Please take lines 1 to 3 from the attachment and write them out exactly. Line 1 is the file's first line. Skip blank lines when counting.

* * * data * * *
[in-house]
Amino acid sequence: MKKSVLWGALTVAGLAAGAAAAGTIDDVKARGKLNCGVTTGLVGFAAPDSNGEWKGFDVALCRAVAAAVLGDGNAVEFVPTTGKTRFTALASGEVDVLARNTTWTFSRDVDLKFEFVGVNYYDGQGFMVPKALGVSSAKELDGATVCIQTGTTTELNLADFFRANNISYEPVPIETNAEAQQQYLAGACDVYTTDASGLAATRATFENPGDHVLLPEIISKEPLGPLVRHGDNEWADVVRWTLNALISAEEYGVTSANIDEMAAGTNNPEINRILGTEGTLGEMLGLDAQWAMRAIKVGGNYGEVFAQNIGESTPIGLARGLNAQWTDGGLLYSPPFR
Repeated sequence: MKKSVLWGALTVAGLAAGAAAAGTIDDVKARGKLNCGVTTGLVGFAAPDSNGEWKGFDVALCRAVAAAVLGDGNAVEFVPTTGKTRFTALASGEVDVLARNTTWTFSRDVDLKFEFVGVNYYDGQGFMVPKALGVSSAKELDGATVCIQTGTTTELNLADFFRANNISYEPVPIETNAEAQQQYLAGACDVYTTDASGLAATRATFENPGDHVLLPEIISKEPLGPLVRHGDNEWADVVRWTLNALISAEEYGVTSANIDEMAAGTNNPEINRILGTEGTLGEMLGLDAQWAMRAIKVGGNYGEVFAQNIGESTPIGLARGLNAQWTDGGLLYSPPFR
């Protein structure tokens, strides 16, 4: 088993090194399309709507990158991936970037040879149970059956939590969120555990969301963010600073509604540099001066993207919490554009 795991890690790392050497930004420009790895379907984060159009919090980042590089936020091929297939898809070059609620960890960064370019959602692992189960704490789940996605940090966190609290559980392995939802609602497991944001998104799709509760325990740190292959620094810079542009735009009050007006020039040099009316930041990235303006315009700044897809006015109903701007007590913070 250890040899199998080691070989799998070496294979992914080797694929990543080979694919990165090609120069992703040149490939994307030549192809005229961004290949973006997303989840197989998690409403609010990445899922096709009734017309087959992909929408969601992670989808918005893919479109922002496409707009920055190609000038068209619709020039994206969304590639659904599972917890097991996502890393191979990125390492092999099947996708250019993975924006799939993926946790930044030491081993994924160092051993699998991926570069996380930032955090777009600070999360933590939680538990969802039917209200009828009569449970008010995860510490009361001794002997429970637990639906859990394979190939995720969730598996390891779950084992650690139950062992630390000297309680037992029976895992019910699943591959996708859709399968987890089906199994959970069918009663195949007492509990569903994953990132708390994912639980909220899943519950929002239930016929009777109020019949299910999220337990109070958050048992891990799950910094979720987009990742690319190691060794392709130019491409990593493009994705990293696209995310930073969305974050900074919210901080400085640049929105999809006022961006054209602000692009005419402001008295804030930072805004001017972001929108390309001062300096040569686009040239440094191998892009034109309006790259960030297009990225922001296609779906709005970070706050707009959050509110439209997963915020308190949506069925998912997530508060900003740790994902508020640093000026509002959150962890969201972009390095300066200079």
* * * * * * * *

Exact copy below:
[in-house]
Amino acid sequence: MKKSVLWGALTVAGLAAGAAAAGTIDDVKARGKLNCGVTTGLVGFAAPDSNGEWKGFDVALCRAVAAAVLGDGNAVEFVPTTGKTRFTALASGEVDVLARNTTWTFSRDVDLKFEFVGVNYYDGQGFMVPKALGVSSAKELDGATVCIQTGTTTELNLADFFRANNISYEPVPIETNAEAQQQYLAGACDVYTTDASGLAATRATFENPGDHVLLPEIISKEPLGPLVRHGDNEWADVVRWTLNALISAEEYGVTSANIDEMAAGTNNPEINRILGTEGTLGEMLGLDAQWAMRAIKVGGNYGEVFAQNIGESTPIGLARGLNAQWTDGGLLYSPPFR
Repeated sequence: MKKSVLWGALTVAGLAAGAAAAGTIDDVKARGKLNCGVTTGLVGFAAPDSNGEWKGFDVALCRAVAAAVLGDGNAVEFVPTTGKTRFTALASGEVDVLARNTTWTFSRDVDLKFEFVGVNYYDGQGFMVPKALGVSSAKELDGATVCIQTGTTTELNLADFFRANNISYEPVPIETNAEAQQQYLAGACDVYTTDASGLAATRATFENPGDHVLLPEIISKEPLGPLVRHGDNEWADVVRWTLNALISAEEYGVTSANIDEMAAGTNNPEINRILGTEGTLGEMLGLDAQWAMRAIKVGGNYGEVFAQNIGESTPIGLARGLNAQWTDGGLLYSPPFR